Apr 2, 2016

My Uncle and His Boyfriend in the Kentucky Hills

Eastern Kentucky, Summer 1973

It's the summer after seventh grade.  We're visiting my Uncle El, the only one of Mom's family to stay behind when the rest of them moved to Indiana.  Dinner is over, and we're telling stories of long-ago times, before I was born, when Mom was a little girl.   Sometimes the adults laugh at jokes I don't understand.

Uncle El's wife tells about the time she rode her bicycle all the way into Salversville to see a boy, but when she got there he was spooning with someone else.  I have no idea what "spooning" means.

An elderly lady I don't know tells about some witches.

Now it's Uncle El's turn.

"I'm going to tell about my brother, Manus, and his friend Graydon, two boys with the same soul."

I've been dozing off, but now I perk up -- sounds like this will be interesting!

Eastern Kentucky, Fall 1939

Manus and Graydon, the boy from down the holler, were born at the same moment, and some said they shared the same soul.

Oh, on the outside, they was as different as night and day:

Graydon was tall and dark, with thick arms and a tight chest, fond of wrasslin' and huntin' and fishin'.

Manus was short and slim and pale-skinned, a moody boy, always readin', but a good singer, with a clear tenor voice.

They was different down below, too.  You don't have much privacy in the hills, when you sleep three to a bed, and I saw them many times jumping nekkid into the creek, or lying on the soft grass.

Lordy, did that Graydon have a whopper!

"Eliot!  There are children present!"  the elderly lady snaps.

"Why, Marcy, surely they know that boys have something down there!"

Yet for all of their differences, Manus and Graydon were never separated, from sunup to sundown, when their parents forced them into different cabins for dinner.  Even then, they sometimes sneaked out to have secret adventures in the darkness.

Life was hard in the hills during the Depression.  Eight people in a four room cabin.

Kerosene lamps for light, a wood-burning stove for heat, and the woods outside for an outhouse.

They raised chickens and grew corn, beans, taters, and maters.  For everything else, they depended on Dad's job at a factory in Hueysville, eight miles away.

Still, they had fun. There were church socials and square dances.  In the evenings the neighbors came around to tell ghost stories and sing songs.  There'd be no dry eye in the house when Manus  sang "Barbara Allen."

Oh mother, mother, make my bed,
Make it long and make it narrow.
Sweet William died for me today,
I'll die for him tomorrow.

"I always hated that song," Mom says.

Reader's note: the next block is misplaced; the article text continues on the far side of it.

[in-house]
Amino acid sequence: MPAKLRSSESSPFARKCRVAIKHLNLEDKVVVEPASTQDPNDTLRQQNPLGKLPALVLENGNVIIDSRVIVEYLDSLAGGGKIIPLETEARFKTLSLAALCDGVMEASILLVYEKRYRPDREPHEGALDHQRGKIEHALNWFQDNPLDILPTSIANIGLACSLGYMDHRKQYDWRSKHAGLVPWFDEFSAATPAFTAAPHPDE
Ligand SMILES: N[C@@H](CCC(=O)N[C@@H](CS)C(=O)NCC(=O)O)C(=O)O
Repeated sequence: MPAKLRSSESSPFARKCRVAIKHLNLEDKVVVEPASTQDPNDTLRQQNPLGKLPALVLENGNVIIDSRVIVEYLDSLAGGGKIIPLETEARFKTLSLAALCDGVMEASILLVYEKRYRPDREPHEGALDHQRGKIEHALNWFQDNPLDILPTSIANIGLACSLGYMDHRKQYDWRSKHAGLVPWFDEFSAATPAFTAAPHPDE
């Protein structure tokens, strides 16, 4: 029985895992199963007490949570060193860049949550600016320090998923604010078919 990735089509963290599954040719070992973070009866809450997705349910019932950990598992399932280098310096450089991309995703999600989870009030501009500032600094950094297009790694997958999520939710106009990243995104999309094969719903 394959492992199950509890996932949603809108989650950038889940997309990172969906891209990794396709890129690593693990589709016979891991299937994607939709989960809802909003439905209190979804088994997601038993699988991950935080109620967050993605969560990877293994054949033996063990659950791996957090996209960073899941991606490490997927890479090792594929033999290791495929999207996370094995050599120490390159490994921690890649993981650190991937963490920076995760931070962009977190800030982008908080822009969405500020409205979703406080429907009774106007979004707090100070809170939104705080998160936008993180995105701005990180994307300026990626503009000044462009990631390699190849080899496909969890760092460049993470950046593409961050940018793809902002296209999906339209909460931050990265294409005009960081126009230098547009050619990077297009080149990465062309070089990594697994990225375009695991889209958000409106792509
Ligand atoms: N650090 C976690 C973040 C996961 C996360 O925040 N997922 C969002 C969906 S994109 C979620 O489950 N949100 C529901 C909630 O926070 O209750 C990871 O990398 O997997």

In the summer of 1939, Graydon bought and fixed up an old clunker car.  Now they could drive all the way to Salyersville, 20 miles down the pike, to get malteds and go to the movies.

They liked Little Tough Guy, with the Dead End Kids, and Out West with the Hardys, with Mickey Rooney.

In late October of 1939, Graydon and Manus took ill, maybe from going swimming nekkid in the cold Brushy Fork Creek.  

They gave them herb medicine and mustard plasters and poltices, and Manus got better, but Graydon got sicker and sicker, and he died on November 5th, the day of the first snowfall.

His dad and older brother built a pine box to put him in, and they buried him in the graveyard up atop  the hill.

Well, needless to say, Manus was inconsolable.

He cried and cried, and after he stopped crying he wouldn't eat, he wouldn't sleep, he just sat on the bed in the room he shared with me and Edd, staring out the window, up at the hill where Graydon was buried.

Then one night he yelled to the family, "Hey, there's a light up on the hill!"

It was a swaying yellow light, like from a kerosene lamp.  But who would be up there in the middle of the night?  It was pitch dark, with just a narrow trail through the brush and trees.  

"I'm going up!"  Manus yelled, pulling on his coat.

But Mom and Dad forbade him.  It was too dangerous. He could wait until morning to investigate.

"No, I gotta go now!  I gotta!"  He tried to push past them out the door.  Dad grabbed him by the arms.  He fought.

There was no help for it: they had to lock Manus up in the room, where me and Edd could look over him.

Well, Manus paced and rumbled, and yelled, and cried, and finally sat down in a chair, still staring up at the light on the hill.  Finally Edd and me fell asleep.

The next morning, when we woke up, Manus was gone!

The door was still locked from the outside.  The window hadn't been touched.  There was no way Manus could have gotten out!

Some say one of his sisters let him out, and he went dashing up the hill and fell in a ditch, and got eaten by a bear.

El glances pointedly at my mother.  But she was only three years old at the time.

Some say a neighbor sneaked him out, and drove him to Salyersville, where he bought a bus ticket Out West, like the Hardys.

Some say Graydon came for him.

Whatever happened, no one ever saw Manus again.

But that night, up on the hill, we saw two glowing lights.

The uncensored story, with nude photos, is on Tales of West Hollywood.

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